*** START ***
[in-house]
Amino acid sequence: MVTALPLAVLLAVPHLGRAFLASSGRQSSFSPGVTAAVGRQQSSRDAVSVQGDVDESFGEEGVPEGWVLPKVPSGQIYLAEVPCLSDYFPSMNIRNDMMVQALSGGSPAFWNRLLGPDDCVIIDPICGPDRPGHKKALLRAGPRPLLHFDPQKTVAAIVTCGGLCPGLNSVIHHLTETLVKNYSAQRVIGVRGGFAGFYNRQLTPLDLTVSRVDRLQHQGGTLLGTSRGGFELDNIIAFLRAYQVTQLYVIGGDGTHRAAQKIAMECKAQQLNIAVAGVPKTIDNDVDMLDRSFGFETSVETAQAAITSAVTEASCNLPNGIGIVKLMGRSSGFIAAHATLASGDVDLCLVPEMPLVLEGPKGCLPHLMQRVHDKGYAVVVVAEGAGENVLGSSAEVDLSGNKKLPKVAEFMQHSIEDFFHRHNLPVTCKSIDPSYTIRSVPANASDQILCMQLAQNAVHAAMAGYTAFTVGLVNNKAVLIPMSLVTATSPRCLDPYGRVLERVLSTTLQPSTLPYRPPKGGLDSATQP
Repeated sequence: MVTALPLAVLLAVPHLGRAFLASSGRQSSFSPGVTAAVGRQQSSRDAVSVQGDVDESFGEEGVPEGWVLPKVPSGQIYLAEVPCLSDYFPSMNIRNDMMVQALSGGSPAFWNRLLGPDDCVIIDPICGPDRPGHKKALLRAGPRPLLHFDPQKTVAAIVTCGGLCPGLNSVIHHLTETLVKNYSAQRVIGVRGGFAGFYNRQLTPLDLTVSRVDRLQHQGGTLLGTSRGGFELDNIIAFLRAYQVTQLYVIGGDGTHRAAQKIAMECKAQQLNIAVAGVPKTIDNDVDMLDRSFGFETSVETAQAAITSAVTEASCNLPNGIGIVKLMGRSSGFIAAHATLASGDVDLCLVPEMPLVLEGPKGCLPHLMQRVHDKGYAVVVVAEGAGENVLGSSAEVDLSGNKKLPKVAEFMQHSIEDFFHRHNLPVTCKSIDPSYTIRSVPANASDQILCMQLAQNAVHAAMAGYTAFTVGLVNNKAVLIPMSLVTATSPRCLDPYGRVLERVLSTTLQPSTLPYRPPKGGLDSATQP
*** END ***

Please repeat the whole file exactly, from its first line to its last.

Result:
[in-house]
Amino acid sequence: MVTALPLAVLLAVPHLGRAFLASSGRQSSFSPGVTAAVGRQQSSRDAVSVQGDVDESFGEEGVPEGWVLPKVPSGQIYLAEVPCLSDYFPSMNIRNDMMVQALSGGSPAFWNRLLGPDDCVIIDPICGPDRPGHKKALLRAGPRPLLHFDPQKTVAAIVTCGGLCPGLNSVIHHLTETLVKNYSAQRVIGVRGGFAGFYNRQLTPLDLTVSRVDRLQHQGGTLLGTSRGGFELDNIIAFLRAYQVTQLYVIGGDGTHRAAQKIAMECKAQQLNIAVAGVPKTIDNDVDMLDRSFGFETSVETAQAAITSAVTEASCNLPNGIGIVKLMGRSSGFIAAHATLASGDVDLCLVPEMPLVLEGPKGCLPHLMQRVHDKGYAVVVVAEGAGENVLGSSAEVDLSGNKKLPKVAEFMQHSIEDFFHRHNLPVTCKSIDPSYTIRSVPANASDQILCMQLAQNAVHAAMAGYTAFTVGLVNNKAVLIPMSLVTATSPRCLDPYGRVLERVLSTTLQPSTLPYRPPKGGLDSATQP
Repeated sequence: MVTALPLAVLLAVPHLGRAFLASSGRQSSFSPGVTAAVGRQQSSRDAVSVQGDVDESFGEEGVPEGWVLPKVPSGQIYLAEVPCLSDYFPSMNIRNDMMVQALSGGSPAFWNRLLGPDDCVIIDPICGPDRPGHKKALLRAGPRPLLHFDPQKTVAAIVTCGGLCPGLNSVIHHLTETLVKNYSAQRVIGVRGGFAGFYNRQLTPLDLTVSRVDRLQHQGGTLLGTSRGGFELDNIIAFLRAYQVTQLYVIGGDGTHRAAQKIAMECKAQQLNIAVAGVPKTIDNDVDMLDRSFGFETSVETAQAAITSAVTEASCNLPNGIGIVKLMGRSSGFIAAHATLASGDVDLCLVPEMPLVLEGPKGCLPHLMQRVHDKGYAVVVVAEGAGENVLGSSAEVDLSGNKKLPKVAEFMQHSIEDFFHRHNLPVTCKSIDPSYTIRSVPANASDQILCMQLAQNAVHAAMAGYTAFTVGLVNNKAVLIPMSLVTATSPRCLDPYGRVLERVLSTTLQPSTLPYRPPKGGLDSATQP